The Report of the SREB Early Childhood Commission: Building a Strong Foundation | State Policy for Early Childhood Education
November 30, 2015
The SREB Early Childhood Commission convened leaders from 16 states to recommend policies that will give more young children a solid start when they enter school. Kentucky Governor Steve Beshear chaired the SREB Commission of legislators, heads of state school agencies and other advocates for early childhood education, which met in 2014 and 2015. Through presentations of the research on early childhood, the commissioners came to understand that while SREB states have led the nation in pre-K efforts for more than a decade, current knowledge compels states to do more for young children and their families and make some changes in their policies. Research now tells us that early conditions and experiences affect children’s brain development, which occurs rapidly in the early years. It also informs us about what works in the classroom and how to prepare early childhood teachers.
The commissioners learned that what we invest now in babies, toddlers and preschoolers is likely to pay off at higher rates than investments further down the education continuum. Policymakers with foresight can likely reduce the number of children who need remediation or special education services, improve the human capital of their state, and bring home long-term social and economic returns.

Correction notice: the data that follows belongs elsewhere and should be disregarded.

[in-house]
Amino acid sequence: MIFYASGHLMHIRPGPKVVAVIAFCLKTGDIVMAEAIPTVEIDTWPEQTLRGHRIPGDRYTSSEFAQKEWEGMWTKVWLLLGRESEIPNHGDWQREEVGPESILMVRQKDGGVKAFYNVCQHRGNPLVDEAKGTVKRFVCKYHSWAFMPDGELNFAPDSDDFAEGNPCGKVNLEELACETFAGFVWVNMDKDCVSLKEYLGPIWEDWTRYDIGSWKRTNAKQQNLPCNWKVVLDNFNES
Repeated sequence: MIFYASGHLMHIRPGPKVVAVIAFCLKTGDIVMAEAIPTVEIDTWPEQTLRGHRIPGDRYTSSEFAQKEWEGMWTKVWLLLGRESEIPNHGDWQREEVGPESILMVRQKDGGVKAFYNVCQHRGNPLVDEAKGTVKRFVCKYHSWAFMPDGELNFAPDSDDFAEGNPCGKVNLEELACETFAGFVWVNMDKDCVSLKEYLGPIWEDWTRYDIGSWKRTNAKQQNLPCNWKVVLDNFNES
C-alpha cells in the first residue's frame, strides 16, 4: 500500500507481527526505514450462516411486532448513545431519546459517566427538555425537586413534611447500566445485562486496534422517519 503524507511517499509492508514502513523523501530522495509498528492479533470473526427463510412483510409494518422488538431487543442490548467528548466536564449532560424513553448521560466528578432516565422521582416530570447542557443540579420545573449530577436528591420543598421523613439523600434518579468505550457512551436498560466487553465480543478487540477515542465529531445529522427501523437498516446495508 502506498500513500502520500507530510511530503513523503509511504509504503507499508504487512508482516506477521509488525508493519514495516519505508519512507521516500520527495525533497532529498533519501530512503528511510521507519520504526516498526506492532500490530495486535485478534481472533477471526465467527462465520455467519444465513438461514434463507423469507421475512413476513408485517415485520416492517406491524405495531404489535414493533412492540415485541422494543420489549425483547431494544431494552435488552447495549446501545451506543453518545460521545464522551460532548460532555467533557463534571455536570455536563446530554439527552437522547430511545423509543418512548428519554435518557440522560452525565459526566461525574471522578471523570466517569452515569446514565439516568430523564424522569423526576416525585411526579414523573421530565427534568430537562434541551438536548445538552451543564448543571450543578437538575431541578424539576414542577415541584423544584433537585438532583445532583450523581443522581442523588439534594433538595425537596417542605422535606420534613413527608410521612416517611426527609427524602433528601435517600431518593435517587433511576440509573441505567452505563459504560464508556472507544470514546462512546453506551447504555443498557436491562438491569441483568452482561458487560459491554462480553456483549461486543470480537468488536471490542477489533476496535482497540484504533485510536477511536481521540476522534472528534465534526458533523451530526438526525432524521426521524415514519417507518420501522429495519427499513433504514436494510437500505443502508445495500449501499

Is this idealistic? The economics of education tell us otherwise. As SREB states aim to increase high school graduation rates, college attainment, workforce readiness and annual earnings for their residents, investing in very young children can bring the biggest payoffs. For example, when children fail grades or require special education placement that a high-quality early childhood program could have prevented, it costs states for years to come.
The Commission’s recommendations focus on five areas that members agreed were high priority for SREB states. Commission members agreed that states need to promote high-quality programs and recognize the importance of highly skilled teachers. Then states need to improve access to these programs, especially for children facing risks. Fourth, states need to assess programs and reward quality. Finally, they need to better coordinate their various early childhood programs to take advantage of multiple funding streams and gain efficiencies.
Learn more about their key findings in the full report.